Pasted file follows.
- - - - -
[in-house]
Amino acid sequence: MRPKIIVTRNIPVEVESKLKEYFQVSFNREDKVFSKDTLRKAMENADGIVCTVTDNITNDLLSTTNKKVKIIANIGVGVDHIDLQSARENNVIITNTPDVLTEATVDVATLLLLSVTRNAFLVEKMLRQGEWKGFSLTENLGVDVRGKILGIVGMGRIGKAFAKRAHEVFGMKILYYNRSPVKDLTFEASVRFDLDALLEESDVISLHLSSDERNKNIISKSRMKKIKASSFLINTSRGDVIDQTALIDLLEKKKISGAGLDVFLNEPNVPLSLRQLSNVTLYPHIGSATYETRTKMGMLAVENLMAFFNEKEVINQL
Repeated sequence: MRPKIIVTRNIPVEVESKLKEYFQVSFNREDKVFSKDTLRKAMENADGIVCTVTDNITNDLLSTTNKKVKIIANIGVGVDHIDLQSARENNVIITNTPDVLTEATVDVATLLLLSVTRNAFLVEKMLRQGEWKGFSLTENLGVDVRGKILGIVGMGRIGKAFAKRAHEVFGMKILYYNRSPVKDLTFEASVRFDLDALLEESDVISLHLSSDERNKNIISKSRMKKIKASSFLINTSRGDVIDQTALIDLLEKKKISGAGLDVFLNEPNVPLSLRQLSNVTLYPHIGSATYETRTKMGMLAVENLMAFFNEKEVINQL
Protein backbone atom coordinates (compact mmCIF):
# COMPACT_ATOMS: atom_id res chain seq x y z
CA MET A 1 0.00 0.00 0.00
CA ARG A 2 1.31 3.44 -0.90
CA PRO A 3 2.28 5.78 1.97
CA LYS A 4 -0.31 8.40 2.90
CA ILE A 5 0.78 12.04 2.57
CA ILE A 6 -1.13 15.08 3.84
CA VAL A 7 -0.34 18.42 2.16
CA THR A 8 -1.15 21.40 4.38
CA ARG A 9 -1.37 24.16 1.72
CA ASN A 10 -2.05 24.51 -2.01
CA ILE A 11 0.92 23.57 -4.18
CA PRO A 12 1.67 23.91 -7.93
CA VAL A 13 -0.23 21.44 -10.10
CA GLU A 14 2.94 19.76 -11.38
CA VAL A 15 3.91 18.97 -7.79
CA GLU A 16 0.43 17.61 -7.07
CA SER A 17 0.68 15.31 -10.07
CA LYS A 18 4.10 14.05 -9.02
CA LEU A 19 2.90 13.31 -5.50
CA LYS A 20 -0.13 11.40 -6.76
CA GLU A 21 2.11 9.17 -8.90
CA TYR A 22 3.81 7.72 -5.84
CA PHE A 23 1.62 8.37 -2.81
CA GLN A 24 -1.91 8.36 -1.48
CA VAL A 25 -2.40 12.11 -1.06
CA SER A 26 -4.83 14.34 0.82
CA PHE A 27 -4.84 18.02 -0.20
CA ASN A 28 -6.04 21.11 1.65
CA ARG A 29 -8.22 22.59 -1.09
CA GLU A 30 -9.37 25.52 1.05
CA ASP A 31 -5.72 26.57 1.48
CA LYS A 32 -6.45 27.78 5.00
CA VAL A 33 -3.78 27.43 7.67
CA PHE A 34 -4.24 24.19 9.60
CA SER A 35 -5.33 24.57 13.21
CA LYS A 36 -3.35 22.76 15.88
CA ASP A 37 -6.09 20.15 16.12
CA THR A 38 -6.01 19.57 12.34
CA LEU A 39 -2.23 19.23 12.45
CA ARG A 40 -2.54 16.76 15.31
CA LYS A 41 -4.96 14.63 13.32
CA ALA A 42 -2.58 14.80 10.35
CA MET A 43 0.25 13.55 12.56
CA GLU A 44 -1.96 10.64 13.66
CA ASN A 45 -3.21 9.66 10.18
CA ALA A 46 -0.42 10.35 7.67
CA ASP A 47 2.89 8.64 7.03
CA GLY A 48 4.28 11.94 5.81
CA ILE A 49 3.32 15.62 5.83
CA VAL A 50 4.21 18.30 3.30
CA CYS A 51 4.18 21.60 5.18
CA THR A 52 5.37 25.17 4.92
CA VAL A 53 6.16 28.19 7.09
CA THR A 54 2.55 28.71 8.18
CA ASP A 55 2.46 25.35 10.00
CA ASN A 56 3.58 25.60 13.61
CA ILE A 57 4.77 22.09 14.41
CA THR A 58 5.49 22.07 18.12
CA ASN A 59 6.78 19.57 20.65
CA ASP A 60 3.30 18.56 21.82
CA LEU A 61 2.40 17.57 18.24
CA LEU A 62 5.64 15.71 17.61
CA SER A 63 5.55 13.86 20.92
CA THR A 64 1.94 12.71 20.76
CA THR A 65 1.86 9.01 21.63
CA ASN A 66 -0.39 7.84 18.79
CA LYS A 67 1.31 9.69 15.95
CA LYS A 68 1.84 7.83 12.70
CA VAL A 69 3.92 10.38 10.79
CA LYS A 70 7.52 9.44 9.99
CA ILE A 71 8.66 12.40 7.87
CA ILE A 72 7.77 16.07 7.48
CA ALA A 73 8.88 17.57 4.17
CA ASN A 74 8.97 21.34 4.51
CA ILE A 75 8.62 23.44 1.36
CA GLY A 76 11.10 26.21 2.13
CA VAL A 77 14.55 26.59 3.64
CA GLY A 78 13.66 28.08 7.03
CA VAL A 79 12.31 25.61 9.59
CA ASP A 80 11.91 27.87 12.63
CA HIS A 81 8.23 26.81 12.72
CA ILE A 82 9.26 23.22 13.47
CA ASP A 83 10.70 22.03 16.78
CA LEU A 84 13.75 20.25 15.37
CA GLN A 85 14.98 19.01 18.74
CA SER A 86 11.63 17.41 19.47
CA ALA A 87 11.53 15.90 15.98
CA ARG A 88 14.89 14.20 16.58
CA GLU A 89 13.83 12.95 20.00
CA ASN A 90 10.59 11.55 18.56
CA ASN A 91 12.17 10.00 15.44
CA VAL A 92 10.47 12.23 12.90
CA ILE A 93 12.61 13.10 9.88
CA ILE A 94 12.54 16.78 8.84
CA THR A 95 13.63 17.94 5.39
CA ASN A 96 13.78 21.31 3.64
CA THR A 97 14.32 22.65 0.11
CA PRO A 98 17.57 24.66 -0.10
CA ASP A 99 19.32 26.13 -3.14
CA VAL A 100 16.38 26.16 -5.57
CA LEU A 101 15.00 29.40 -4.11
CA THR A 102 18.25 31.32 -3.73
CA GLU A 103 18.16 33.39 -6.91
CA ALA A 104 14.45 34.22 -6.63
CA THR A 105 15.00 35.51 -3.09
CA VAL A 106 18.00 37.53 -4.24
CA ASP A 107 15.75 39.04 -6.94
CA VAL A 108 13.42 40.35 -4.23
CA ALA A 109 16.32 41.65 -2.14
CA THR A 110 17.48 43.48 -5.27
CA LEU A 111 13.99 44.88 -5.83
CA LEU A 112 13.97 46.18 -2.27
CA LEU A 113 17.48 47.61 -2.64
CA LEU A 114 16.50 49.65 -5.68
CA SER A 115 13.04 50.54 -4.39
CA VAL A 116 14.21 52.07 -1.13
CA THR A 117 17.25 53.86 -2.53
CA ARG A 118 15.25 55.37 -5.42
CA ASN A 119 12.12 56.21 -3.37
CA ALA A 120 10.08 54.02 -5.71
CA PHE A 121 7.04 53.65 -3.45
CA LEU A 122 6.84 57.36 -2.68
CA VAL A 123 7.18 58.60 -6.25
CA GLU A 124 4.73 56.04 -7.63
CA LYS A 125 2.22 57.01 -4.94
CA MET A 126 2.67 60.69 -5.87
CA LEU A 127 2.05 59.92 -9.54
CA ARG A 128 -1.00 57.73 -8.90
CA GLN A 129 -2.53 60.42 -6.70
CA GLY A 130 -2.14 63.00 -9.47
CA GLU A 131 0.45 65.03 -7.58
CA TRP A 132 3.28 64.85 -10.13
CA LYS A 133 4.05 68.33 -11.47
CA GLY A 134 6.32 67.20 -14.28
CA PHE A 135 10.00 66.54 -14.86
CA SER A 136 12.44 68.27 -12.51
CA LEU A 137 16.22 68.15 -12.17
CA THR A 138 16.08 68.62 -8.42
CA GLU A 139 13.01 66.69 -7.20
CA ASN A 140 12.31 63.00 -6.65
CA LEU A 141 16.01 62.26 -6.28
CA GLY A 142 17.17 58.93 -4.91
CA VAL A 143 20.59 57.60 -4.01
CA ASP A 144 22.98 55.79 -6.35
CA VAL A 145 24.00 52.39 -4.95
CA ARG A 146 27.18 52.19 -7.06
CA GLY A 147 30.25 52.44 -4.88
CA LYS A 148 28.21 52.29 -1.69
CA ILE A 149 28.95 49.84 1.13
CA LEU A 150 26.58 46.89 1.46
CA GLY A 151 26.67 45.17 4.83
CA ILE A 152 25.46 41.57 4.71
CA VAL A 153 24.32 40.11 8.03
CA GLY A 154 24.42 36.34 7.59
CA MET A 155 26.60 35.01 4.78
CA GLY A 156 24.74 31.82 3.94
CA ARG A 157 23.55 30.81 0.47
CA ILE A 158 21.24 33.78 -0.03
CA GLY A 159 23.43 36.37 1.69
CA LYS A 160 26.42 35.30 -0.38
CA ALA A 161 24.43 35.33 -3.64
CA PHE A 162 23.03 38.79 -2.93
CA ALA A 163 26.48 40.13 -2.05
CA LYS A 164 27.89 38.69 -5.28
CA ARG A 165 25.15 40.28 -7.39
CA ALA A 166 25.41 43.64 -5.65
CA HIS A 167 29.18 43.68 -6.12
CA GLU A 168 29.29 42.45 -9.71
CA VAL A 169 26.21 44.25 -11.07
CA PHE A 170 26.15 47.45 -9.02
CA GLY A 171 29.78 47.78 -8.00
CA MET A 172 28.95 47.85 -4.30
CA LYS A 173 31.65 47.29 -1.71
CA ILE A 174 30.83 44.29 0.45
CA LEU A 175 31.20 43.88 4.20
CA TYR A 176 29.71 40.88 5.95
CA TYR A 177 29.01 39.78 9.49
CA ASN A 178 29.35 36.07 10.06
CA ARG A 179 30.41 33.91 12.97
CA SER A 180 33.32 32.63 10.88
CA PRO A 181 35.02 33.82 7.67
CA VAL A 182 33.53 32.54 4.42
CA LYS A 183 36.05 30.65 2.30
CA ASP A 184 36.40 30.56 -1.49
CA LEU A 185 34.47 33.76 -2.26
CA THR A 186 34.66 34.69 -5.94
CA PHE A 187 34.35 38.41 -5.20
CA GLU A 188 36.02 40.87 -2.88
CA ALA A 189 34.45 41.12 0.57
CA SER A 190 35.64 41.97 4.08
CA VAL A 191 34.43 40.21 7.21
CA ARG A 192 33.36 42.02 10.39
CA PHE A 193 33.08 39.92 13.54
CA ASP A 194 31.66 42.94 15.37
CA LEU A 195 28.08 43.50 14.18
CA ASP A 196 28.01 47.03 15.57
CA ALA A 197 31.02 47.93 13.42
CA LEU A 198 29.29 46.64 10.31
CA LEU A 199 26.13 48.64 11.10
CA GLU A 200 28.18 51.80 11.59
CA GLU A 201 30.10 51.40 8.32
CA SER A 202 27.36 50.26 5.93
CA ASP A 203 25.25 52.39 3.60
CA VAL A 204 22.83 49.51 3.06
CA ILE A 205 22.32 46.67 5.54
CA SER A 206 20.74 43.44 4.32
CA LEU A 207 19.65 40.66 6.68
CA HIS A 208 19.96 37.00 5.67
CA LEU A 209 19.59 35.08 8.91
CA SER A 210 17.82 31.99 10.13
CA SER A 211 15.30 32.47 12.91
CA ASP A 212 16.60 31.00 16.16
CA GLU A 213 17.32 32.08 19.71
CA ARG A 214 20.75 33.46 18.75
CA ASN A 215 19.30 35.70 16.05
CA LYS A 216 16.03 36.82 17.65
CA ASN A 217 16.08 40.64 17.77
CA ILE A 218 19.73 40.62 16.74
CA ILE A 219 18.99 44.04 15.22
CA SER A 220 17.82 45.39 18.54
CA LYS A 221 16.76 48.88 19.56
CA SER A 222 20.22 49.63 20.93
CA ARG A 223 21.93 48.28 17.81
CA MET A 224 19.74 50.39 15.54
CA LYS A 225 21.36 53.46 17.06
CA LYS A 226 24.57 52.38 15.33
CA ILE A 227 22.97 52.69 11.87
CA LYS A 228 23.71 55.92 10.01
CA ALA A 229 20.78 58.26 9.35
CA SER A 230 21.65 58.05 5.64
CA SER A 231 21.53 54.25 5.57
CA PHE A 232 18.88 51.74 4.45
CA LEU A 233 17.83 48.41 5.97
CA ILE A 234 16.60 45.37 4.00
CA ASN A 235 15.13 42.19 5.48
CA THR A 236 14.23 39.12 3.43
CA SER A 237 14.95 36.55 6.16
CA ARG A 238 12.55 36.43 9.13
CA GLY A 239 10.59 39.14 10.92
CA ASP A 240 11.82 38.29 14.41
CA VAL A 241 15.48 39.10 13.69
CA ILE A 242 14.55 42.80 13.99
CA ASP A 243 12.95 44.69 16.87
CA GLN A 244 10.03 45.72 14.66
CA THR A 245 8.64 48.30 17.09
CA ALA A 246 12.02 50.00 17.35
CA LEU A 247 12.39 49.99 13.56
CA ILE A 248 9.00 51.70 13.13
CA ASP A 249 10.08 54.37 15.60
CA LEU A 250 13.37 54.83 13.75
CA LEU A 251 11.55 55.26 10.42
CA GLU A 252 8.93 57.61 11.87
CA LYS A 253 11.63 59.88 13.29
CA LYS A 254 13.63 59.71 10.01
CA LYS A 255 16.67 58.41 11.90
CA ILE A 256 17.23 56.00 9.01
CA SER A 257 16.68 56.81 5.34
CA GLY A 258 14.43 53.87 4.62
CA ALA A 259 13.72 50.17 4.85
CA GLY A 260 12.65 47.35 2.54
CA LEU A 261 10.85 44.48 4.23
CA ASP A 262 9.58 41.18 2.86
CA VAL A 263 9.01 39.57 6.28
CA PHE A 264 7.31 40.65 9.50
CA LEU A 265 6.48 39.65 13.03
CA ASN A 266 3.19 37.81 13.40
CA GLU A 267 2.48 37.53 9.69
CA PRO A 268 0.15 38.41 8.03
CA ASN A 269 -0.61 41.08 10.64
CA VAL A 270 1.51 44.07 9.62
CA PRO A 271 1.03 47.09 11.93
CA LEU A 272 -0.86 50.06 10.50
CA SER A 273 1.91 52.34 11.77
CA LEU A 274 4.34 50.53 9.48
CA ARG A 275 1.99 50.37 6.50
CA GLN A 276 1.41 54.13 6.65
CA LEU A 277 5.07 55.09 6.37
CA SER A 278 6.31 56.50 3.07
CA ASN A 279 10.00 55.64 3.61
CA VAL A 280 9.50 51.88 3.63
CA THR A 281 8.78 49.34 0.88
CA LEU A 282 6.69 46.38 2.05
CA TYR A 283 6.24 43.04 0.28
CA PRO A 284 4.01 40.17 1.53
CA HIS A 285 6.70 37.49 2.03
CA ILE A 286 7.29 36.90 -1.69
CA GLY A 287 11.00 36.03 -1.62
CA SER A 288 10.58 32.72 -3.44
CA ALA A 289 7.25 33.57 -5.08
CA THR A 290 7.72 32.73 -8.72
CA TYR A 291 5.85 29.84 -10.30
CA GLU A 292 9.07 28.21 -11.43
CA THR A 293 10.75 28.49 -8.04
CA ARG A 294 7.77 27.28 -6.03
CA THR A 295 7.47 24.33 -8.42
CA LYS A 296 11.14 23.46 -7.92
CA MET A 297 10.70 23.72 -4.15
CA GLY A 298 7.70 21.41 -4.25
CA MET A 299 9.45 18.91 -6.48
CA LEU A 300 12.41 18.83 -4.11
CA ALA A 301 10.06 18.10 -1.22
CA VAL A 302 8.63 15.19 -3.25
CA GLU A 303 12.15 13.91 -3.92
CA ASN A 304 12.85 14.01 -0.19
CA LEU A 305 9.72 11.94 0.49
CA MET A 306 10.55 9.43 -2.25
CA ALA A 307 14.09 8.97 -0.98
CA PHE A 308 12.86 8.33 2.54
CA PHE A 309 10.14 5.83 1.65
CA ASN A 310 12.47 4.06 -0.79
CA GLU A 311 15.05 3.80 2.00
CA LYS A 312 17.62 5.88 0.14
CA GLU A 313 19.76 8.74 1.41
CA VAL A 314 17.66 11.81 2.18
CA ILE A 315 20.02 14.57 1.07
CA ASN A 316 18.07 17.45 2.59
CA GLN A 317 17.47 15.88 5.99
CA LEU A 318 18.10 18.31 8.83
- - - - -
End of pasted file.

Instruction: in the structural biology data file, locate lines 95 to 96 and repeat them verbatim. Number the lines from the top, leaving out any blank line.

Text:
CA ASN A 90 10.59 11.55 18.56
CA ASN A 91 12.17 10.00 15.44